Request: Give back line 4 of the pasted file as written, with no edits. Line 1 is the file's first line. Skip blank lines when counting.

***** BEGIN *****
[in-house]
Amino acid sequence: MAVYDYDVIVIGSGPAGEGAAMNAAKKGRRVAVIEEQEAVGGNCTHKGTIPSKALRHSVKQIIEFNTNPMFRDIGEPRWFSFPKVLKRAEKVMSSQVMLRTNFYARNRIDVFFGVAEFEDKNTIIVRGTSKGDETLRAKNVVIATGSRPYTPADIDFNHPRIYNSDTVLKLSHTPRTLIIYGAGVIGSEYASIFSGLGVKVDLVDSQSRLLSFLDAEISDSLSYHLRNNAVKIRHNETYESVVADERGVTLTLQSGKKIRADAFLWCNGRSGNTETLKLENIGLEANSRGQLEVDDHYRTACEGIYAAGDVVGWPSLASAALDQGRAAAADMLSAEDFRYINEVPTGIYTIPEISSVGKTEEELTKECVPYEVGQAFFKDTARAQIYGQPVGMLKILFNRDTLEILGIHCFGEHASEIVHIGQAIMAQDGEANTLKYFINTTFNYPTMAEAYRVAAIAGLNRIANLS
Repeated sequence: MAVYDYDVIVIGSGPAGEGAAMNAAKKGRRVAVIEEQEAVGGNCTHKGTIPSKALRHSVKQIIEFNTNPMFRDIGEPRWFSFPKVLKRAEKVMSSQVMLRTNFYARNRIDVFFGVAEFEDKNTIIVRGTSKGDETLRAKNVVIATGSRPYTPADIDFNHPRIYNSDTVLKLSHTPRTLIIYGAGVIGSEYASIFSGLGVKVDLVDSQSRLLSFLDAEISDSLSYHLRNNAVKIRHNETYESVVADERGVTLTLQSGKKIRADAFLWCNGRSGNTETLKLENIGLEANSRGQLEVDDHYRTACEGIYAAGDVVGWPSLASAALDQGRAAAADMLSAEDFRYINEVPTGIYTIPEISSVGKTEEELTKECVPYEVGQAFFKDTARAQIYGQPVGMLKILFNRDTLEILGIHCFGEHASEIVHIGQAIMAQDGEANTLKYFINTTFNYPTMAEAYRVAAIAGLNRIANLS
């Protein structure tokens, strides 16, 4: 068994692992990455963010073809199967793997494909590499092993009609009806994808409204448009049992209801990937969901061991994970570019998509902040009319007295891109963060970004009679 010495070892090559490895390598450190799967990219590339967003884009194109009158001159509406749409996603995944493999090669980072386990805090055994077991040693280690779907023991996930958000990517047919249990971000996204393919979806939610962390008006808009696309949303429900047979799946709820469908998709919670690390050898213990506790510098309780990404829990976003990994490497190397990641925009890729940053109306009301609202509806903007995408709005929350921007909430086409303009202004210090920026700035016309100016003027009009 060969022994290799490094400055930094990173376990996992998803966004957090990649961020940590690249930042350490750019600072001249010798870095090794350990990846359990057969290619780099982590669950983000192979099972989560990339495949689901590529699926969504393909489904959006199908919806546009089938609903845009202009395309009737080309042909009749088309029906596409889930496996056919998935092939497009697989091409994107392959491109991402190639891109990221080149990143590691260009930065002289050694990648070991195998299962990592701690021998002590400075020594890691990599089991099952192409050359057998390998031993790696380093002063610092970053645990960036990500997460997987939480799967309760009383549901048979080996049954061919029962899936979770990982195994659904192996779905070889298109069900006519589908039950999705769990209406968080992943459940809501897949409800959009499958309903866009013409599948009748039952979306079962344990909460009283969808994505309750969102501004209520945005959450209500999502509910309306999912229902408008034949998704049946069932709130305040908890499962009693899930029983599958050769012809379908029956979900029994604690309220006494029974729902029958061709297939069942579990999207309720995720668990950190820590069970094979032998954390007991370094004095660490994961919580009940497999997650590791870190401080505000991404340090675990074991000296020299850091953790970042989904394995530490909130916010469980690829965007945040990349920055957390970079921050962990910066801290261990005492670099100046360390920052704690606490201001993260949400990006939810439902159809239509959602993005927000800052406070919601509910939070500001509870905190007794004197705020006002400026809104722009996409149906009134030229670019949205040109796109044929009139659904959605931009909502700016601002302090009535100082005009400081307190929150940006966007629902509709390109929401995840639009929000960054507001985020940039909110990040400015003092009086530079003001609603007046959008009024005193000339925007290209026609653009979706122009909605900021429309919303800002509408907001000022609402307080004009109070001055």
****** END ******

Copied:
């Protein structure tokens, strides 16, 4: 068994692992990455963010073809199967793997494909590499092993009609009806994808409204448009049992209801990937969901061991994970570019998509902040009319007295891109963060970004009679 010495070892090559490895390598450190799967990219590339967003884009194109009158001159509406749409996603995944493999090669980072386990805090055994077991040693280690779907023991996930958000990517047919249990971000996204393919979806939610962390008006808009696309949303429900047979799946709820469908998709919670690390050898213990506790510098309780990404829990976003990994490497190397990641925009890729940053109306009301609202509806903007995408709005929350921007909430086409303009202004210090920026700035016309100016003027009009 060969022994290799490094400055930094990173376990996992998803966004957090990649961020940590690249930042350490750019600072001249010798870095090794350990990846359990057969290619780099982590669950983000192979099972989560990339495949689901590529699926969504393909489904959006199908919806546009089938609903845009202009395309009737080309042909009749088309029906596409889930496996056919998935092939497009697989091409994107392959491109991402190639891109990221080149990143590691260009930065002289050694990648070991195998299962990592701690021998002590400075020594890691990599089991099952192409050359057998390998031993790696380093002063610092970053645990960036990500997460997987939480799967309760009383549901048979080996049954061919029962899936979770990982195994659904192996779905070889298109069900006519589908039950999705769990209406968080992943459940809501897949409800959009499958309903866009013409599948009748039952979306079962344990909460009283969808994505309750969102501004209520945005959450209500999502509910309306999912229902408008034949998704049946069932709130305040908890499962009693899930029983599958050769012809379908029956979900029994604690309220006494029974729902029958061709297939069942579990999207309720995720668990950190820590069970094979032998954390007991370094004095660490994961919580009940497999997650590791870190401080505000991404340090675990074991000296020299850091953790970042989904394995530490909130916010469980690829965007945040990349920055957390970079921050962990910066801290261990005492670099100046360390920052704690606490201001993260949400990006939810439902159809239509959602993005927000800052406070919601509910939070500001509870905190007794004197705020006002400026809104722009996409149906009134030229670019949205040109796109044929009139659904959605931009909502700016601002302090009535100082005009400081307190929150940006966007629902509709390109929401995840639009929000960054507001985020940039909110990040400015003092009086530079003001609603007046959008009024005193000339925007290209026609653009979706122009909605900021429309919303800002509408907001000022609402307080004009109070001055």